Our trip was short – if it hadn't been, we would have been stuck in Boston through the duration of the hurricane. I certainly would not have complained.

Our first night, we went looking for some spectacular clam chowder. Quincy Market was all lit up like a Christmas tree. I described it to Dave as an endless food court with better food.

We found a little seafood restaurant called Boston Chowda and Dave ordered a bread bowl full of clam chowder. Dave decided it was the best clam chowder ever. Clam chowder makes me reminisce about a restaurant I used to go to with my Grandpa where bloated exotic fish blow kisses at you from behind an enormous glass tank as you slurp your soup.

A big sopping mess of chowder.
Dave and I resisted a multitude of candy coated brownies under glass cases and continued to the North End, the Italian neighborhood of Boston.

The main street was bustling, crowded with travelers, accordion players, and a clown twisting balloon animals. We were lucky to find a seat in a twenties-style café called Cafe Vittoria. Dave ordered a cappuccino with a frothy chocolate surface and I savored a square of tiramisu. Beyond the vintage signs and curling gold chairs a football game played in the background, confusing the ambience.

On our way back to the hotel that night we stopped to browse costumes and thrift shop clothes at the Garment District. The costumes were almost cleaned out but for a few mascot heads, fairy wings, and top hats. You could still get any size, shape, and color of fishnet tights you can imagine, but otherwise the Halloween hurricane had already come and gone. Savvy ladies dug through racks of vintage prom dresses and 70s skirts to construct Jackie O and Esmeralda costumes. Sequestered in a musty dressing room with a bulging stack of garments, I found the ideal sweater for a Cheshire cat costume. Halloween may have been derailed, but next year I’ll just need a pair of furry ears.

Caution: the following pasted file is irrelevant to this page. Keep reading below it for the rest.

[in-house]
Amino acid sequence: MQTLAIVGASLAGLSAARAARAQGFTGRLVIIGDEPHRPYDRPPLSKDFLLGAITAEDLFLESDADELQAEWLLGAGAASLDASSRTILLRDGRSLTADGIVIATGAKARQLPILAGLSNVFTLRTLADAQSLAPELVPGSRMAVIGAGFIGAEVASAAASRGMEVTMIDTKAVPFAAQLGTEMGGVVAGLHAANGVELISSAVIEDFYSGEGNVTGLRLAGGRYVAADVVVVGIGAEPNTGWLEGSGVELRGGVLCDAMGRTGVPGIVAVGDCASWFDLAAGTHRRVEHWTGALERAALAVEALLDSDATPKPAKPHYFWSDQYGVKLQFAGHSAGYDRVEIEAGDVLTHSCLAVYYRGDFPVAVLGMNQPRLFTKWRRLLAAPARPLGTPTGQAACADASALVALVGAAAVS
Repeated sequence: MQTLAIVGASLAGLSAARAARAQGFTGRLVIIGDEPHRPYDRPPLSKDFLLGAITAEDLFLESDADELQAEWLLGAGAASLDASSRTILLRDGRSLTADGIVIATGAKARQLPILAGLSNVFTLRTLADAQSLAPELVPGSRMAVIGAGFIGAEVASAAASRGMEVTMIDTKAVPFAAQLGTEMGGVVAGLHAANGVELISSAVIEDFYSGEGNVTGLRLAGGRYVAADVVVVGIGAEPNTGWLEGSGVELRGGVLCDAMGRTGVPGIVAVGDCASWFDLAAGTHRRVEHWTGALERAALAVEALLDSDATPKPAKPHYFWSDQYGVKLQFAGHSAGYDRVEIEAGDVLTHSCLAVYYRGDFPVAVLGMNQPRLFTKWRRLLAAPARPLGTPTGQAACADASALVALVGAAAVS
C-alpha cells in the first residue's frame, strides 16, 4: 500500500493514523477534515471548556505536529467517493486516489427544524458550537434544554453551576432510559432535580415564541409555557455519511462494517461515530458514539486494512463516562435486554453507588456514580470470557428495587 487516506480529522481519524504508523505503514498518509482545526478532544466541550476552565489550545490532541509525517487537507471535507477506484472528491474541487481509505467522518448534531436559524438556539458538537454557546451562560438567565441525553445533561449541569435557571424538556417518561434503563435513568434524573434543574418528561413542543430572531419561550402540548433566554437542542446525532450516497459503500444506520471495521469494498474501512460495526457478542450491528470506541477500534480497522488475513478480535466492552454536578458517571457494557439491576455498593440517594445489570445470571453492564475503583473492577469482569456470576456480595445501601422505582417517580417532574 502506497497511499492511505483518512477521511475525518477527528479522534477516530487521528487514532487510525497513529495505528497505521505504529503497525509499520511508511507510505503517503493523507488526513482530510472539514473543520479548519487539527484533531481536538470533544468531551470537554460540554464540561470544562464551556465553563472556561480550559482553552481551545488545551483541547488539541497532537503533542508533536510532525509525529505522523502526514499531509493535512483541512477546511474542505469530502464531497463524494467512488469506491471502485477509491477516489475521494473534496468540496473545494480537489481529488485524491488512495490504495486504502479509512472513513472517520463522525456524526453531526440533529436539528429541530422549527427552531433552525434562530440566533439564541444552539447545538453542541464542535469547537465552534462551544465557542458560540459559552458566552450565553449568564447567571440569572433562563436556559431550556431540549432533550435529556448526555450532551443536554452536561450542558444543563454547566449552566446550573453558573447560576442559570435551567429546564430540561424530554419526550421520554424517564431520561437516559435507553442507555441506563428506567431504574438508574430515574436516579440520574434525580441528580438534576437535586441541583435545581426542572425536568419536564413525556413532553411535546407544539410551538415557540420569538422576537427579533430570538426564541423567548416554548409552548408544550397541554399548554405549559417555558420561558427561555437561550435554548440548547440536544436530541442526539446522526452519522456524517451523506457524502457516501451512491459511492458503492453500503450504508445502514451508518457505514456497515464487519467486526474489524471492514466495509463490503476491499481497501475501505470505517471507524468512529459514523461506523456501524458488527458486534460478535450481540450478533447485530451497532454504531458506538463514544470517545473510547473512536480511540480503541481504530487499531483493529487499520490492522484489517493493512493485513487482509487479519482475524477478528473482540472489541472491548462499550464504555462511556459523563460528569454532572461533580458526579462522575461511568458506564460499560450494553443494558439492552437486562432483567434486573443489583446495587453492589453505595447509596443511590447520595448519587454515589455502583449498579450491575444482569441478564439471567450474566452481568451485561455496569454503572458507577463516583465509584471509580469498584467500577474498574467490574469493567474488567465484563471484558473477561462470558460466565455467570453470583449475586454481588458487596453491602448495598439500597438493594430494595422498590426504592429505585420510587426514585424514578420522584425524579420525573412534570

The second day was another food adventure. The Boston Vegetarian Food Festival deserved its own post, you can read about it here.

We walked to Boston Commons and the public garden. As we crossed Boston Commons we passed a man in a Dalmatian costume with three dogs in T-shirts. A one-man-band performed in the public garden, some amalgamation of a guitar, harmonica, drums set, trumpet, and a washboard. Dave fed the ducks in the pond some leftover cracker samples from the vegetarian fest, starting a feeding frenzy. We have more pictures of ducks eating crackers than anything else.

Dave photographed random strangers, perfecting the art of creeping around with a camera.

That night we went to Harvard Square for our next adventure. Our hotel was next to the MIT campus and as we walked around we assumed that every person our age must be someone brilliant studying quantum physics and neuroscience. It was much the same around Harvard, even with everyone dressed up as video game and Adventure Time characters.

We got a latte in the Harvard Coop, which turned out to be a poorly masked Starbucks within a poorly masked Barnes and Noble. In its defense, the coop really did contain real students quietly reading textbooks and looking rather tired.

We found a little shop with an impressive chocolate collection and I stumbled upon something I thought I would only see again in the Czech Republic – Mozart Kugeln. I bought two little pistachio truffles to be enjoyed on the ride home and reveled in Prague nostalgia.

I expected Harvard Square to be filled with shops and restaurants with names that allude to literature and the periodic table. In this I was not disappointed.

Dave and I had dinner in a bar called Grendel’s Den. Inside, Harvard students in costumes and funny hats drank beer in the reddish glow of the table lamps.